PALMDALE — Stunt car driver Tony Brubaker gunned a sport coupe down the Los Angeles County Raceway.
He raced up a launch ramp, soared through a wooden goal post and landed on a huge cushion of cardboard boxes.
The practice stunt was executed under the watchful eye of Rick Seaman, a 30-year veteran of the Hollywood stunt scene.
Seaman has worked as a stunt coordinator and driver in numerous films, including all of the "Lethal Weapon" and "Robocop" movies, as well as "Live and Let Die," "The Taking of Pelham 1, 2, 3" and "Grand Theft Auto."
When he is not on the movie set, Seaman teaches stunt performers to execute spins, high-speed chases and simulated head-on collisions, among other maneuvers at his Motion Picture Driving and Safety Clinic, based at the raceway.
For the Record
Los Angeles Times Wednesday October 7, 1998 Valley Edition Metro Part B Page 3 Zones Desk 2 inches; 49 words Type of Material: Correction
Film credits--An article Tuesday incorrectly identified Rick Seaman's role in the "Lethal Weapon" and "Robocop" movies. He was a stuntman in the films. The stunt coordinators were: Bobby Bass, "Lethal Weapon"; Mick Rodgers and Charlie Picerni, "Lethal Weapon 2" and "Lethal Weapon 3"; and Mick Rodgers and Conrad Palmisano, "Lethal Weapon 4."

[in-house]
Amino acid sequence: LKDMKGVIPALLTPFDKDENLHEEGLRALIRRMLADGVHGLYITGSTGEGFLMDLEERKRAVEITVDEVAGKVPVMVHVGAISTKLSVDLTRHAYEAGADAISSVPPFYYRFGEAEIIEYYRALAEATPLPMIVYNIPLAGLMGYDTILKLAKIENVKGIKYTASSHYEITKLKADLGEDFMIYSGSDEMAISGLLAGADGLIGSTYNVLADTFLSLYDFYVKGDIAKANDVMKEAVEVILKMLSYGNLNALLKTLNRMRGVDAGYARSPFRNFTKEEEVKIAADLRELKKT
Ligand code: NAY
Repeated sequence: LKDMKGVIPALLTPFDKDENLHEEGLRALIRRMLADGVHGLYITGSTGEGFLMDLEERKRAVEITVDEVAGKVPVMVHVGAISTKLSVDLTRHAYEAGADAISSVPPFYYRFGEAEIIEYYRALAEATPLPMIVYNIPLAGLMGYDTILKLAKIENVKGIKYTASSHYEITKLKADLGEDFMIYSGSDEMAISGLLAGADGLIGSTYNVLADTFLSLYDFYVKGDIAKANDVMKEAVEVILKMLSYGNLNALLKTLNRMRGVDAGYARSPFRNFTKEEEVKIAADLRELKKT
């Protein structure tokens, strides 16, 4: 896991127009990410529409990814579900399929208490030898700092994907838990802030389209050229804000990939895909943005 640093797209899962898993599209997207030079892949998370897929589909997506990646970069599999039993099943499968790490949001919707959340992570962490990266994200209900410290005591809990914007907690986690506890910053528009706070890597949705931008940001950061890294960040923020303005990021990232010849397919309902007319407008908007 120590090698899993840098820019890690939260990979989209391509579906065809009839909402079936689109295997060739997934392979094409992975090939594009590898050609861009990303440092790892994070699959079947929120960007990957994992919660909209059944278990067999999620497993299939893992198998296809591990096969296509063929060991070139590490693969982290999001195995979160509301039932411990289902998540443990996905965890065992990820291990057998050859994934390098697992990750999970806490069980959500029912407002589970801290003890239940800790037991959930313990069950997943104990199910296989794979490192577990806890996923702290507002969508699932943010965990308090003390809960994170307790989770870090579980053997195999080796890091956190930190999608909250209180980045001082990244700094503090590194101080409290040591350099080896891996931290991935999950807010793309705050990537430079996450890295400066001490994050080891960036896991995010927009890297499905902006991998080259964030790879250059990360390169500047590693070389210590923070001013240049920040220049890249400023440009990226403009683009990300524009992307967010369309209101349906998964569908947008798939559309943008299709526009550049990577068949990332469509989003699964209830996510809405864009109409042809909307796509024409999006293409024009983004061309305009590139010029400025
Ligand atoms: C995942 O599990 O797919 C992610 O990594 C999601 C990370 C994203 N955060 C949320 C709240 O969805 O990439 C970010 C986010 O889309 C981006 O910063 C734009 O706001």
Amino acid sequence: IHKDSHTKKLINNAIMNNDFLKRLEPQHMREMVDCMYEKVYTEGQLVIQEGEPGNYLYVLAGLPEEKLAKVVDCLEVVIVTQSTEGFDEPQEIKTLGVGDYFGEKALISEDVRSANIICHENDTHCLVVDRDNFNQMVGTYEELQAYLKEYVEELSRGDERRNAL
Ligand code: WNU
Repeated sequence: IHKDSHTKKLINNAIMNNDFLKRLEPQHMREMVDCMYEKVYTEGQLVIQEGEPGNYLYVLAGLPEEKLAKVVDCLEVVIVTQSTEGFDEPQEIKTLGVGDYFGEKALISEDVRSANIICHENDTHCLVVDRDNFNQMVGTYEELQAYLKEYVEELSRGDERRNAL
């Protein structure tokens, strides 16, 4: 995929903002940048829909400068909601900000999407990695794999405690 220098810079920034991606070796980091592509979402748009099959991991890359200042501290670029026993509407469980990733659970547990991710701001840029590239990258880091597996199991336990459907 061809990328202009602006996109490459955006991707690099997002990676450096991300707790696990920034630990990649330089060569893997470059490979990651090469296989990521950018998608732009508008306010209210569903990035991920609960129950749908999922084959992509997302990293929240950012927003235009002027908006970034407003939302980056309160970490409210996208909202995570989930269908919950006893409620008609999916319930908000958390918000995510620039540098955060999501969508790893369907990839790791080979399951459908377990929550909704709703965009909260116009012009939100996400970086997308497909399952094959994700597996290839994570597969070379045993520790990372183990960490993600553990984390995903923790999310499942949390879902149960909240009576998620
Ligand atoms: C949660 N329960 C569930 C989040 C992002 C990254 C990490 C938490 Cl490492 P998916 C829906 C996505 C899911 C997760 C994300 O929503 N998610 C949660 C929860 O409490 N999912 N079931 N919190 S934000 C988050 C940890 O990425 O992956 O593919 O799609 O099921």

"The stunt driver has to learn how to get the car out of control, so that it looks wild and crazy for the camera, but be able to regain control in a split second," Seaman said. "I try to use methods and approaches that have been successful for me."
Seaman and Bernie Longjohn, chief executive officer of the raceway, launched the stunt-driving school in December to give stunt performers the opportunity to learn stunt car driving techniques.
"We get stunt people who specialize in horses, gymnastics and martial arts but who haven't had a chance to do stunt car work," Seaman said.
Stunt car drivers earn a minimum rate of $576 per day and can earn up to $10,000 a day, depending on the stunt's degree of difficulty, he said.
Seaman's three-day session costs $1,675. Enrollment is limited to three students, who are mostly professional stunt performers, though previous stunt work is not required.
Seaman, his wife, Lori, and co-instructor Harry Wowchuk guide the students through skids, spins, chases and jumps.
"My work is based on total preparation, execution and safety," Seaman said. "Those three virtues are what we . . . teach at the driving school."